President Biden held a press conference on Wednesday as the nation nears one year of his presidency. He claimed repeatedly that he doesn't know what Republicans stand for.
In answer to the first question, about if he had "overpromised" during his first year, he said "I don't think I've overpromised at all and we'll stay on this track."
Biden blamed Republicans, claiming that they don't stand for anything. "Name me one thing they're for." And as to his first year in office, he said "We passed a lot. We passed a lot of things that people don't even understand what's all that's in it, understandably."
After he slammed Republicans, claiming that he didn't know what they were in favor of, a reporter from ABC asked if he was concerned that the two biggest difficulties he currently faces are from his own party. He then claimed that Americans "overwhelmingly agree" with him on a heap of unpopular proposals. Biden said he would be out "on the road" to "make the case" for the "practical things the American people have been asking for for a long time."
He said he'd gotten proposals done "bigger than any president has ever gotten." He pressed for the passage of legislation he's been advocating for, his sweeping election bills that would bring states' voting laws under federal control, as well as the Build Back Better plan.
When asked if the "upcoming election would be fairly conducted and the results would be legitimate," he said it "all depends on whether or not we're able to make the case to the American people that some of this is trying to be set up to alter the upcoming election. And it's one thing—look. Maybe I'm just being too much of an optimist."
"If in fact, no matter how hard they make it for minorities to vote, I think you're going to see them standing in line and defy the attempt to keep them from being able to vote," he said.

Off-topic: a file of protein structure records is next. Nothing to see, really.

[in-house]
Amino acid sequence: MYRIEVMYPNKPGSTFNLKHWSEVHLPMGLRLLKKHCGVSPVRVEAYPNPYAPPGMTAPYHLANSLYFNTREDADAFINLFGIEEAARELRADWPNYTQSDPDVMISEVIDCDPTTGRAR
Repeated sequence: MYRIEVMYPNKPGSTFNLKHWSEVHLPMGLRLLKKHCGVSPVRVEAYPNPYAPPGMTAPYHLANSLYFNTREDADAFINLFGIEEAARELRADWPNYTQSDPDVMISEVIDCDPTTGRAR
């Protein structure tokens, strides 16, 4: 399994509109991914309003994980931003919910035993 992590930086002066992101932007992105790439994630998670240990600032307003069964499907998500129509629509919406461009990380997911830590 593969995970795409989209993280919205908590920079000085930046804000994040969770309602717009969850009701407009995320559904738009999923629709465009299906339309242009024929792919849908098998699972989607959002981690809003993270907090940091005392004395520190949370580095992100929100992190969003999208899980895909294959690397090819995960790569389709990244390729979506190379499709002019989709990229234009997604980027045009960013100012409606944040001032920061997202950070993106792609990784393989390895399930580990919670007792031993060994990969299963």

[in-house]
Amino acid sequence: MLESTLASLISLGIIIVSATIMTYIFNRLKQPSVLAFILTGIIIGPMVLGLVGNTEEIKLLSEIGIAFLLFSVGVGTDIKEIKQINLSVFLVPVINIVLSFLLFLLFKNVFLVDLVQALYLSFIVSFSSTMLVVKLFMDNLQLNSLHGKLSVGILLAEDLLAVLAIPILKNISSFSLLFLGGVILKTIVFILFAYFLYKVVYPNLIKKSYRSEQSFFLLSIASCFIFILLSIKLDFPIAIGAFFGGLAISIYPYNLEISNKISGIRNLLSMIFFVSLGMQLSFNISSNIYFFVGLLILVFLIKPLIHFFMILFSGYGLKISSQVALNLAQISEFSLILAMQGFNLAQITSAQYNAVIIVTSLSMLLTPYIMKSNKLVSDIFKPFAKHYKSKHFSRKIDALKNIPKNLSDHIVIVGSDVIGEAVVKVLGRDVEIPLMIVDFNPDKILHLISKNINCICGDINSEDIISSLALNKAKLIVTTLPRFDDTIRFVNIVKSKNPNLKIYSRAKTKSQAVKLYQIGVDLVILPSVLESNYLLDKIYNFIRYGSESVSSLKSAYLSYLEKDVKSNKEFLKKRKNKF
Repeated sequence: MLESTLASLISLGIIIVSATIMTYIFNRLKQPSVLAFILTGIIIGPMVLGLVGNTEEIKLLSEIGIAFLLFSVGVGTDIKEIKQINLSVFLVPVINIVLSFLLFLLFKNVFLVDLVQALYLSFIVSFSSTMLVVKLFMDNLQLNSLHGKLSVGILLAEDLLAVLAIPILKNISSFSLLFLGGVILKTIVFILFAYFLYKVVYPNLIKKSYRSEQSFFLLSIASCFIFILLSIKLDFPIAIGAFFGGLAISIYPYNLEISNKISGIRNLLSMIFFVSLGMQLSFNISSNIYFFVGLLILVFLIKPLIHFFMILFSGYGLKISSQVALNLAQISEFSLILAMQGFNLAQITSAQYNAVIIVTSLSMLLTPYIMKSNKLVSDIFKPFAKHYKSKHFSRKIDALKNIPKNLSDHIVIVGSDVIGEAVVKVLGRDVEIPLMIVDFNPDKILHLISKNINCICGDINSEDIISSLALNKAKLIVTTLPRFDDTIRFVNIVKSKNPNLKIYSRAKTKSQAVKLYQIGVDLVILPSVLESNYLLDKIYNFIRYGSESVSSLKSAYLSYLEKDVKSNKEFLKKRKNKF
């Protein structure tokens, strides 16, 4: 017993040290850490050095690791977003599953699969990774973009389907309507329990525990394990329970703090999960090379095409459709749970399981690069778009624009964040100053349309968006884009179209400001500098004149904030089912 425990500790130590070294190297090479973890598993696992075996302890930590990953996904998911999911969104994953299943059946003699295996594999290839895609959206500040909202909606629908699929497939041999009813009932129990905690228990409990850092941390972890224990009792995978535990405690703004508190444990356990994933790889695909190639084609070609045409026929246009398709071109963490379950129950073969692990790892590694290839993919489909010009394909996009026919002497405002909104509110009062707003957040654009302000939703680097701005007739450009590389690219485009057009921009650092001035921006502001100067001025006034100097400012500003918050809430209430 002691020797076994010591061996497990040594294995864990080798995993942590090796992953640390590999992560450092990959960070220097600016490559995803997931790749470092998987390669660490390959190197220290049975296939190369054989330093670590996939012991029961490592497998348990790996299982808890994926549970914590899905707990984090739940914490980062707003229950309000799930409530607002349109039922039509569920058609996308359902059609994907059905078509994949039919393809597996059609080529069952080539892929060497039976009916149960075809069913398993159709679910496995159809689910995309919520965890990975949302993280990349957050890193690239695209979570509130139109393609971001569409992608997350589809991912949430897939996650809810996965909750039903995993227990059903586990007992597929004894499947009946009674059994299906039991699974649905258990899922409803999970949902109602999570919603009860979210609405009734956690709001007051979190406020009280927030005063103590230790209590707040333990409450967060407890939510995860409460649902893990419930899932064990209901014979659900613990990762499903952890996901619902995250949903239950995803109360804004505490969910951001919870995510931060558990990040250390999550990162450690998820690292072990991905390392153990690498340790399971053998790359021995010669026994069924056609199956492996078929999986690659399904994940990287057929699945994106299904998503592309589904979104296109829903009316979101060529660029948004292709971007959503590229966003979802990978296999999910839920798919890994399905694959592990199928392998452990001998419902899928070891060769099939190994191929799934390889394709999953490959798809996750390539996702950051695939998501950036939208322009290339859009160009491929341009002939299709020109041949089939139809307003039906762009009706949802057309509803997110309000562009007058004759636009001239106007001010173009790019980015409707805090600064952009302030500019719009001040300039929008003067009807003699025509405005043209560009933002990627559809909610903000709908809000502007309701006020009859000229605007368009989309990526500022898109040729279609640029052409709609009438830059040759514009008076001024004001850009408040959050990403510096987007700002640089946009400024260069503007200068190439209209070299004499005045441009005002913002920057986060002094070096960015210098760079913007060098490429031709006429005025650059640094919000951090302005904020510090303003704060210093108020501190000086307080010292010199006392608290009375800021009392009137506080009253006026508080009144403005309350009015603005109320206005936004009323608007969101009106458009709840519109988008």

"But it's going to be difficult," he said, "but we're not there yet."
In response to a later question about voting legislation, he said that "I think that there are a number things that we can do but I think we also will be able to get significant pieces of the legislation if we don't get it all now to build to get it so that we get a big chunk of the John Lewis legislation as well as the fair elections."
A question from Kristen Welker on voting rights and black voters received a response from Biden that he's "had their back for his entire career." The reason he didn't push the John Lewis voting bill 6 months ago is "because there's a timing that is not of one's own choice" and that when policies are pushed is dictated by circumstances outside of his control, both domestically and internationally.
Biden said he should be spending less time in Washington and more time out in the community where people can get a sense of who he is. He said he "still has very close working relationships" with the members of the Black Caucus.
When asked "are you satisfied with her work on this issue?" Welker asked about Harris' work on voting rights, and if the VP would remain his running mate, Biden said "Yes and yes."
"I feel badly about a whole range of things around the world, that we can't solve every problem," Biden said. And he said "I make no apologies" for the disastrous Afghanistan pull-out.